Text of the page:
Cunila Mariana. Dittany, Mountain Dittany, Stonemint.

Botanical name: 

Description: Natural Order, Labiatae, or mint family. Genus CUNILA: Perennial plants, with small flowers in corymbed clusters. Calyx ovate-tubular, five-toothed, ten-ribbed, very hairy in the throat. Corolla with the upper lip erect, flat, notched; lower lip spreading and three-cleft. Stamens two, erect, distant, exserted. C. MARIANA :-Stems in tufts, four-angled, mostly purple, one to two feet high, corymbosely branched above. Leaves ovate, serrate, slightly roundish-cordite fit base, nearly an inch long, subsessile, nearly smooth, tapering to a point, thin, punctate with pellucid dots. Cymes axillary and terminal. Calyx punctate; corolla pale red, pubescent, nearly twice as long as the calyx. The entire plant is very fragrant, and was classed by the Romans among their pennyroyals. It prefers dry and rocky hill-sides from New York to Georgia, and westward. The leaves contain a pretty large per cent. of a very fragrant and penetrating volatile oil, which may be obtained by distillation. The taste of the plant is warming and pungent, but quite pleasant.

Properties and Uses: The whole plant, and especially the leaves, are diffusively stimulating and relaxing–being among the more pungent and pleasant of the aromatics. They secure a prompt action on the surface, arousing the capillaries and inducing moderate perspiration. For this influence they are valuable in recent colds, in tardy measles and other exanthems, and in the incipient stages of bilious and typhoid fever. They are rarely used alone; but are added to such articles as asclepias, eupatorium, and other relaxants of the diaphoretic class. By sustaining the capillaries, and probably the nervous peripheries also, they relieve some hysterical forms of nervous irritability; advance the menstrual flow, when it has recently been checked by exposure; and often are followed by increased micturation. (§190.) They relieve flatulence; and make a useful adjuvant to such antispasmodics as cypripedium and scutellaria, and to such carminatives as dioscorea. They are so very diffusive as to be most valued in connection with more permanent agents; but their promptness and very agreeable stimulation entitle them to much wider use than is generally given them. Best used in warm infusion-half an ounce to a pint of water, macerated in a covered vessel. Dose, two or more fluid ounces, repeated as desired. The oil is sometimes used in doses of two or three drops; but its best place is as an ingredient in carminative essences.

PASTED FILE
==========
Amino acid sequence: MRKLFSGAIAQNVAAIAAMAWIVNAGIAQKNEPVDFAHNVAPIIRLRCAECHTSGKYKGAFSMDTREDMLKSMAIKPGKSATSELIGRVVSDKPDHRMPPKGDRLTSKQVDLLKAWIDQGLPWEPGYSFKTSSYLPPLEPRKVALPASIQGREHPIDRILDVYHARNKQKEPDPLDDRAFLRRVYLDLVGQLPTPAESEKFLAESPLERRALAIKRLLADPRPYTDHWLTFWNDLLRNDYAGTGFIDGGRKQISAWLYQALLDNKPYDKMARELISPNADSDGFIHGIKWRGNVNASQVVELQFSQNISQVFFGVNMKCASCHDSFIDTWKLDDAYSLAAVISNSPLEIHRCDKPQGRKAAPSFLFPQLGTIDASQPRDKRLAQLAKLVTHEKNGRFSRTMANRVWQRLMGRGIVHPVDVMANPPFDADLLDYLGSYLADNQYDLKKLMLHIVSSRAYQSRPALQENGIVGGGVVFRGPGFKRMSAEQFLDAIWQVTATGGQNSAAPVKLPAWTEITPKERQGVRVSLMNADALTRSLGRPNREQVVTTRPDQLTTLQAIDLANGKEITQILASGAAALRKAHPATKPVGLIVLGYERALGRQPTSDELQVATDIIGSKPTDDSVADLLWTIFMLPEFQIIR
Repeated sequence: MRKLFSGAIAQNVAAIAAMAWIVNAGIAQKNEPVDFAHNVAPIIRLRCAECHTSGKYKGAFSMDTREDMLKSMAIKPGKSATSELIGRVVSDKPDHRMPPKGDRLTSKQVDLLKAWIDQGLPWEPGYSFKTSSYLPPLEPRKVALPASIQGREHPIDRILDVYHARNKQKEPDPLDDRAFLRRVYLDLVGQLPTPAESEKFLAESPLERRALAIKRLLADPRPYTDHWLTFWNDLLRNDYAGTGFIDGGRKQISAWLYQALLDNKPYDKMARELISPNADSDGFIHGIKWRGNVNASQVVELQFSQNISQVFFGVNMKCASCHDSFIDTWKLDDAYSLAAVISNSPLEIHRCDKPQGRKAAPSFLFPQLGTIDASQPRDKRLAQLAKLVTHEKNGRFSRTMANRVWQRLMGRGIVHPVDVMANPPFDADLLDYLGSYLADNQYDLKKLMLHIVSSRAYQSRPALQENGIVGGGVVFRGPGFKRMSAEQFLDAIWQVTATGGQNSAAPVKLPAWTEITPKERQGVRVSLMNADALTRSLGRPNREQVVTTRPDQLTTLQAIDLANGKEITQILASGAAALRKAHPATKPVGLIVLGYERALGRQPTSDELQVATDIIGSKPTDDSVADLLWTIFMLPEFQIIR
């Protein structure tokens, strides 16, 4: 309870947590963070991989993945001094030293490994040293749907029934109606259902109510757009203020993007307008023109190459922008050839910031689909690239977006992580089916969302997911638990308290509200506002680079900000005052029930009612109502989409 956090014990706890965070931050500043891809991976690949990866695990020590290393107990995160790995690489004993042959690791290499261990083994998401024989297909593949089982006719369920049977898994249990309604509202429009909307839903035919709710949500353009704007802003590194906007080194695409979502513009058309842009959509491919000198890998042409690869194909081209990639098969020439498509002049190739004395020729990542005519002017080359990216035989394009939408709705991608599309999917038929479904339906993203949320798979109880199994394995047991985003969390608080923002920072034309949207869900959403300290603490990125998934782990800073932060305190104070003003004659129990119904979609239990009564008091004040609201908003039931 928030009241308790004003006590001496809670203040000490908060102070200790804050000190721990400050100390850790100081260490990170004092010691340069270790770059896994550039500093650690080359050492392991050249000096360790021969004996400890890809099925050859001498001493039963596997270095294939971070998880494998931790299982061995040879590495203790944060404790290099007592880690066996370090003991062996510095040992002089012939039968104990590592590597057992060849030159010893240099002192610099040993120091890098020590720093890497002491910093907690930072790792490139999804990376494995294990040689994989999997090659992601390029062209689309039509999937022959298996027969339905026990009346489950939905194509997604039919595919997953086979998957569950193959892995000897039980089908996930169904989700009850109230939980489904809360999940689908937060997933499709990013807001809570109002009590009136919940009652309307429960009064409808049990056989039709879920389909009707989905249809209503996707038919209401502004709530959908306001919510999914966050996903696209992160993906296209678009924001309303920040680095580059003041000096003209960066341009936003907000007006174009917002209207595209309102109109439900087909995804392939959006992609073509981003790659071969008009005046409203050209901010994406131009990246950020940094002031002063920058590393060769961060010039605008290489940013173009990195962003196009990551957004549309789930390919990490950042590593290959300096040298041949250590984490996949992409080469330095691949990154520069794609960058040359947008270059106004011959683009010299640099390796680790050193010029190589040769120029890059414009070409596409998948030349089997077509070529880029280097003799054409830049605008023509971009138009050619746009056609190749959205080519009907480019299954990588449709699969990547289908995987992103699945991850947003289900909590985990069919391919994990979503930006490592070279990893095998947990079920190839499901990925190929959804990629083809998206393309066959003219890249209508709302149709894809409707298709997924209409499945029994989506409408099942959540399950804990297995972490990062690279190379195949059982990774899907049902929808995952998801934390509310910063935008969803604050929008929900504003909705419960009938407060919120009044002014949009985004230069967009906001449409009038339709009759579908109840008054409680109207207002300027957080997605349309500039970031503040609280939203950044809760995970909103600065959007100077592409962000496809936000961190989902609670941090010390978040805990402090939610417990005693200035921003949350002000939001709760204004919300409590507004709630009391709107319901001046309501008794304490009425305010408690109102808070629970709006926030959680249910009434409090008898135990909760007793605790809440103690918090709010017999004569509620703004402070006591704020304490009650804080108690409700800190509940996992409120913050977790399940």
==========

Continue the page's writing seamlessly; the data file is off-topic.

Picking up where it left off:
The Physiomedical Dispensatory, 1869, was written by William Cook, M.D.
It was scanned by Paul Bergner at